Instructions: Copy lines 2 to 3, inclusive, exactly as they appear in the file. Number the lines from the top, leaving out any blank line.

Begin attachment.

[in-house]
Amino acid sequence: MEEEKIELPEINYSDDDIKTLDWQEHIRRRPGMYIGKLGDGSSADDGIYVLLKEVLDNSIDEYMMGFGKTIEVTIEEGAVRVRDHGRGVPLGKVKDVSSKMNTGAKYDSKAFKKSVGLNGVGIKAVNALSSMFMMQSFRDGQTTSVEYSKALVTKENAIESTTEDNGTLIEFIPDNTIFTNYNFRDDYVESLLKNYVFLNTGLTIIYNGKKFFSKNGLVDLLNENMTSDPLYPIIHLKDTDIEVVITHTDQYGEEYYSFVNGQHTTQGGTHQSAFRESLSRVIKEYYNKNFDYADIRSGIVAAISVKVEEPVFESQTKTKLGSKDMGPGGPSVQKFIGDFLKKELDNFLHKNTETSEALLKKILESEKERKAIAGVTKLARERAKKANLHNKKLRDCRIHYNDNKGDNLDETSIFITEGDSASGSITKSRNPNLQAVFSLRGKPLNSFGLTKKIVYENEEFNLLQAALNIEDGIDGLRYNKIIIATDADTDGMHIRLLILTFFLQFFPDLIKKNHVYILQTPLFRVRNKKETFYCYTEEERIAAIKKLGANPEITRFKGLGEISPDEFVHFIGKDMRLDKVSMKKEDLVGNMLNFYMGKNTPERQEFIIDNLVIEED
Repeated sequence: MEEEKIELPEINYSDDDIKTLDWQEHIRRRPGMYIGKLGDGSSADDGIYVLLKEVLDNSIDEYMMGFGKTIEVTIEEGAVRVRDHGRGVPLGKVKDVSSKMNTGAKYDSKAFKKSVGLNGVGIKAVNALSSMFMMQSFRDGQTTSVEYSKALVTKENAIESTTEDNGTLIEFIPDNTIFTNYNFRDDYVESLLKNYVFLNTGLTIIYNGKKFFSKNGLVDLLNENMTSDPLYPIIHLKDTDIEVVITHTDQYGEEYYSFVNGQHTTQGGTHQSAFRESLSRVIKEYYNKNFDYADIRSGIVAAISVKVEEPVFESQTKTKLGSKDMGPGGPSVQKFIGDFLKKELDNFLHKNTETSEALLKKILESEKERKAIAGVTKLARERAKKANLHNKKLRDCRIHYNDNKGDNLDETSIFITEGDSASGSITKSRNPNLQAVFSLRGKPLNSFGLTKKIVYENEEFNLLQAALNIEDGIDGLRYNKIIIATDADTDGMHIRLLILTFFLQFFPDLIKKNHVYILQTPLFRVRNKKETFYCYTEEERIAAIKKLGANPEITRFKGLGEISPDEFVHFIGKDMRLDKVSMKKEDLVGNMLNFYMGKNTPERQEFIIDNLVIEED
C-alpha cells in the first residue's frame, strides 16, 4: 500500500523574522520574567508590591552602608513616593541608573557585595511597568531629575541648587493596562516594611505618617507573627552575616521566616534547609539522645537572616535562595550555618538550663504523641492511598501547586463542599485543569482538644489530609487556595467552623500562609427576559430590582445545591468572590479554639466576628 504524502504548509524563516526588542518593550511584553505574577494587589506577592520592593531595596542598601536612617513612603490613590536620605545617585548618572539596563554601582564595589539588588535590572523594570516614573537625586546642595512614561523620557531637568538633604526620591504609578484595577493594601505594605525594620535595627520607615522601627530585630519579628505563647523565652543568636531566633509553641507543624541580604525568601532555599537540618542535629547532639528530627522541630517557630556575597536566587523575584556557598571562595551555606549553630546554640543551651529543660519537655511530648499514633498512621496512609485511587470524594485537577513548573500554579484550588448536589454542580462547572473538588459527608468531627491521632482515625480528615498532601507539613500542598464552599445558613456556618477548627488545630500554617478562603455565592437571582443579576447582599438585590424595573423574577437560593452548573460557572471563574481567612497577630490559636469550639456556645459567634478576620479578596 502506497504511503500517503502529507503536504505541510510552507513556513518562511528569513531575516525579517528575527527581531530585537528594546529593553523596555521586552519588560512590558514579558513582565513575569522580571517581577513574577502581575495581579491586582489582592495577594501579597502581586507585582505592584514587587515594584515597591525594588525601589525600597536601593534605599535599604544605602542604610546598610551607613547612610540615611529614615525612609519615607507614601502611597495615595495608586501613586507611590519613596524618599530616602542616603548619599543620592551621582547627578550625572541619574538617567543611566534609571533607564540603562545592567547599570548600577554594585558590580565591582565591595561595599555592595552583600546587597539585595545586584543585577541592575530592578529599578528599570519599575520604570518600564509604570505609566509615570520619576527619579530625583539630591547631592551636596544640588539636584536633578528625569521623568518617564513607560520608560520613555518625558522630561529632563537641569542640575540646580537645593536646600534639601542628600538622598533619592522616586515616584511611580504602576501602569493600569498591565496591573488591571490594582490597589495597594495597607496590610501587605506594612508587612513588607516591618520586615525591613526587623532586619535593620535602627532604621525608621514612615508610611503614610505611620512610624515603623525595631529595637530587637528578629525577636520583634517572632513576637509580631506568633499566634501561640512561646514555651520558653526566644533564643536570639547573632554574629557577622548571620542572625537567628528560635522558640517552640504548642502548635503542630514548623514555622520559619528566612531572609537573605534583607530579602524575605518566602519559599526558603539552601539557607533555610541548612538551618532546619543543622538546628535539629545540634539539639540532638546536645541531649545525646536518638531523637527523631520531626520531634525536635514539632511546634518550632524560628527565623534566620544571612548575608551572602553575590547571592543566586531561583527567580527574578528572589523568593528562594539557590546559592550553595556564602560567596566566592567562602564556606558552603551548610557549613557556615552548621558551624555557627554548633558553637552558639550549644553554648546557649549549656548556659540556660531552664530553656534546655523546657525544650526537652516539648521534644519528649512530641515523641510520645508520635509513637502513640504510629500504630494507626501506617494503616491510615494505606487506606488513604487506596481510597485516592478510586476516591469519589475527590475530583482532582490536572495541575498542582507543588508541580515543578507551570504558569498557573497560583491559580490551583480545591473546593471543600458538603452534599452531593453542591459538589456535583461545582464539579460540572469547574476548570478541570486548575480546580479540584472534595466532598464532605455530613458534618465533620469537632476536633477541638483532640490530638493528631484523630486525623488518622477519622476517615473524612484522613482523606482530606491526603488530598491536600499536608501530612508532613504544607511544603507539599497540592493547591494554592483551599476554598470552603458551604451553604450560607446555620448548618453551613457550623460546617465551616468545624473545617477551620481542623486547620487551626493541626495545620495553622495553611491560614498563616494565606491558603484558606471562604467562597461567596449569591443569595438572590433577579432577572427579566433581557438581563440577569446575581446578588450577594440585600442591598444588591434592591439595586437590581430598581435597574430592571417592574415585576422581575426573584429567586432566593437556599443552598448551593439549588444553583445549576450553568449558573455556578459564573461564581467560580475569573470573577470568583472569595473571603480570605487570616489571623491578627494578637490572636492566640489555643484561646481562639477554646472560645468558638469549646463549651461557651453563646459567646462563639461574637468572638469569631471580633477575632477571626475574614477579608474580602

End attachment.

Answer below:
Amino acid sequence: MEEEKIELPEINYSDDDIKTLDWQEHIRRRPGMYIGKLGDGSSADDGIYVLLKEVLDNSIDEYMMGFGKTIEVTIEEGAVRVRDHGRGVPLGKVKDVSSKMNTGAKYDSKAFKKSVGLNGVGIKAVNALSSMFMMQSFRDGQTTSVEYSKALVTKENAIESTTEDNGTLIEFIPDNTIFTNYNFRDDYVESLLKNYVFLNTGLTIIYNGKKFFSKNGLVDLLNENMTSDPLYPIIHLKDTDIEVVITHTDQYGEEYYSFVNGQHTTQGGTHQSAFRESLSRVIKEYYNKNFDYADIRSGIVAAISVKVEEPVFESQTKTKLGSKDMGPGGPSVQKFIGDFLKKELDNFLHKNTETSEALLKKILESEKERKAIAGVTKLARERAKKANLHNKKLRDCRIHYNDNKGDNLDETSIFITEGDSASGSITKSRNPNLQAVFSLRGKPLNSFGLTKKIVYENEEFNLLQAALNIEDGIDGLRYNKIIIATDADTDGMHIRLLILTFFLQFFPDLIKKNHVYILQTPLFRVRNKKETFYCYTEEERIAAIKKLGANPEITRFKGLGEISPDEFVHFIGKDMRLDKVSMKKEDLVGNMLNFYMGKNTPERQEFIIDNLVIEED
Repeated sequence: MEEEKIELPEINYSDDDIKTLDWQEHIRRRPGMYIGKLGDGSSADDGIYVLLKEVLDNSIDEYMMGFGKTIEVTIEEGAVRVRDHGRGVPLGKVKDVSSKMNTGAKYDSKAFKKSVGLNGVGIKAVNALSSMFMMQSFRDGQTTSVEYSKALVTKENAIESTTEDNGTLIEFIPDNTIFTNYNFRDDYVESLLKNYVFLNTGLTIIYNGKKFFSKNGLVDLLNENMTSDPLYPIIHLKDTDIEVVITHTDQYGEEYYSFVNGQHTTQGGTHQSAFRESLSRVIKEYYNKNFDYADIRSGIVAAISVKVEEPVFESQTKTKLGSKDMGPGGPSVQKFIGDFLKKELDNFLHKNTETSEALLKKILESEKERKAIAGVTKLARERAKKANLHNKKLRDCRIHYNDNKGDNLDETSIFITEGDSASGSITKSRNPNLQAVFSLRGKPLNSFGLTKKIVYENEEFNLLQAALNIEDGIDGLRYNKIIIATDADTDGMHIRLLILTFFLQFFPDLIKKNHVYILQTPLFRVRNKKETFYCYTEEERIAAIKKLGANPEITRFKGLGEISPDEFVHFIGKDMRLDKVSMKKEDLVGNMLNFYMGKNTPERQEFIIDNLVIEED